“I would definitely recommend the camp because it is an incredible opportunity to meet new people, improve my English, and develop various skills!”

“It is an opportunity to learn English while having fun.”

“This experience helped me a lot because it made me practice my English, which I had left to the side for a long time.”

“It was a great experience, aside from being an opportunity to grow intellectually, the camp transformed unknown people into good friends.”

Up next: a special Treasure Island fairy tale (nonfiction!)

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Free Conversation Course and 4 Minutes of Fame

Free Conversation Course at the IF- Sertão in Jõao de Deus (2101-4300) every Monday and Wednesday (TOMORROW) from 11-12 or 13-14 in classroom H27.  All are welcome and encouraged to join!

For more info, or just for kicks, see my live interview (four minutes of fame) with Grande Rio TV:

Translated Script:

Female Anchor:  An opportunity for those who would like to work on their English, a free conversation course here in Petrolina with a North American professor, and here she is live with Juliano Roque. Juliano, I think you must have at least knowledge of English to participate in this course, right? Good afternoon…

Juliano: Good Afternoon (in English).  So, yes you do have to have some notion of English to participate, but as Professor Cara Snyder, the Professor of the course, and I were just talking about, it’s not outlandish for people today to know English.  In reality, English is a very much a part of our reality—someone may know a word, a phrase from a song, this also facilitates [English language learning]. 

Cara, good afternoon.  Besides having some notion of English, or for those who don’t, what will this course be like, how will you give a conversation course for people?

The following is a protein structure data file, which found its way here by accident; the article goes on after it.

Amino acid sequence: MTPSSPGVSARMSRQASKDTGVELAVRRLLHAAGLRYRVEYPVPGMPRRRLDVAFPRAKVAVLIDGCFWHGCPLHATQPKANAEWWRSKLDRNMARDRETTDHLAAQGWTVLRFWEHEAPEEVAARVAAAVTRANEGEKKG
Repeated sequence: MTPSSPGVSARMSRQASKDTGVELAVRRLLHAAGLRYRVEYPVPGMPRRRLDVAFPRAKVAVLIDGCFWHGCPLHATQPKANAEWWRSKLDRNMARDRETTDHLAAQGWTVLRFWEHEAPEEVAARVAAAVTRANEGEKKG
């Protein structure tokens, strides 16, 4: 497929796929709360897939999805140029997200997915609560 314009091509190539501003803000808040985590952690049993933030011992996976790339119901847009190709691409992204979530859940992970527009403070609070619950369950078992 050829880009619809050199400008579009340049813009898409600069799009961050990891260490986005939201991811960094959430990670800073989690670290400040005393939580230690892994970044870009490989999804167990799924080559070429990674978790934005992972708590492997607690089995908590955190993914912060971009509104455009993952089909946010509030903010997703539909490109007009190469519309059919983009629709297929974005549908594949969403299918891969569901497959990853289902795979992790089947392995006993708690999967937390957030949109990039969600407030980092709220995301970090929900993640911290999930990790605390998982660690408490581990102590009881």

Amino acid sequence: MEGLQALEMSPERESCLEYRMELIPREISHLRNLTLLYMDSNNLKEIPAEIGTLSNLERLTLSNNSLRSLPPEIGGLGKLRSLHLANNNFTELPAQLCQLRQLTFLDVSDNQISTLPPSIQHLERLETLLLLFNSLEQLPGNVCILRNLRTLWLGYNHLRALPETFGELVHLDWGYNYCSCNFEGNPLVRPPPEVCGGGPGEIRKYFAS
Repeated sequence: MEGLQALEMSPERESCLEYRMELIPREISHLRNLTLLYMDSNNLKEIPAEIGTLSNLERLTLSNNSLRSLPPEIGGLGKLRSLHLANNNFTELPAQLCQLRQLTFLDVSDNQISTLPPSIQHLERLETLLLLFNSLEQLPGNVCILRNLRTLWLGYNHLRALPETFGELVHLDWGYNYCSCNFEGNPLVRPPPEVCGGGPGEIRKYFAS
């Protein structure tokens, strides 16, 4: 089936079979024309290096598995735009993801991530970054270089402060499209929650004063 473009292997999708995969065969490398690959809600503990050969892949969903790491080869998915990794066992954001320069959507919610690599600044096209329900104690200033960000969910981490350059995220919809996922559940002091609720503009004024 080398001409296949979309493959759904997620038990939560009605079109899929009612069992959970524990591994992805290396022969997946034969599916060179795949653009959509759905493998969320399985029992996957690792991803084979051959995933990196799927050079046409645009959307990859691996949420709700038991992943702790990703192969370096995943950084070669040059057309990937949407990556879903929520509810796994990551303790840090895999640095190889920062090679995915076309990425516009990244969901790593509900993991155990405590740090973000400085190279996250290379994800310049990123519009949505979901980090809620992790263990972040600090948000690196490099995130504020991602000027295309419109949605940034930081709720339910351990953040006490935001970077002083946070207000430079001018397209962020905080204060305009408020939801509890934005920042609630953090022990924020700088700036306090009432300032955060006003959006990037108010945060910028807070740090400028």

Professor Cara:  Well, that will depend on who comes, but it will be just an hour.  We’ll play games, learn songs, chat… it will be as challenging as possible within in hour.

Juliano: So would this class be good for people, say, who are wanting to travel outside the country and don’t want to arrive not knowing what to do.

Professor Cara: That too, but it’s also for people, I hear a lot of people say that they need to learn English, they need to practice, they’re a little rusty, so this will be a good chance for them once or twice a week as a sort of “refresh”… a sort of…

Juliano: As a reminder for people to remember the things they learned during x course, etc.

Now, who can participate in this course, is there an age limit for instance?

Cara: No, there’s no age limit. People from the community are welcome to participate, students from all schools, I want everyone to participate!

Juliano: Do you have to pay anything to participate in this course?

Cara: No, it’s totally free

Juliano:  The course will be held at the IF- Sertão in the Jõao de Deus neighborhood, is that correct?  Is there a certain time people have to register by?  When does the course begin?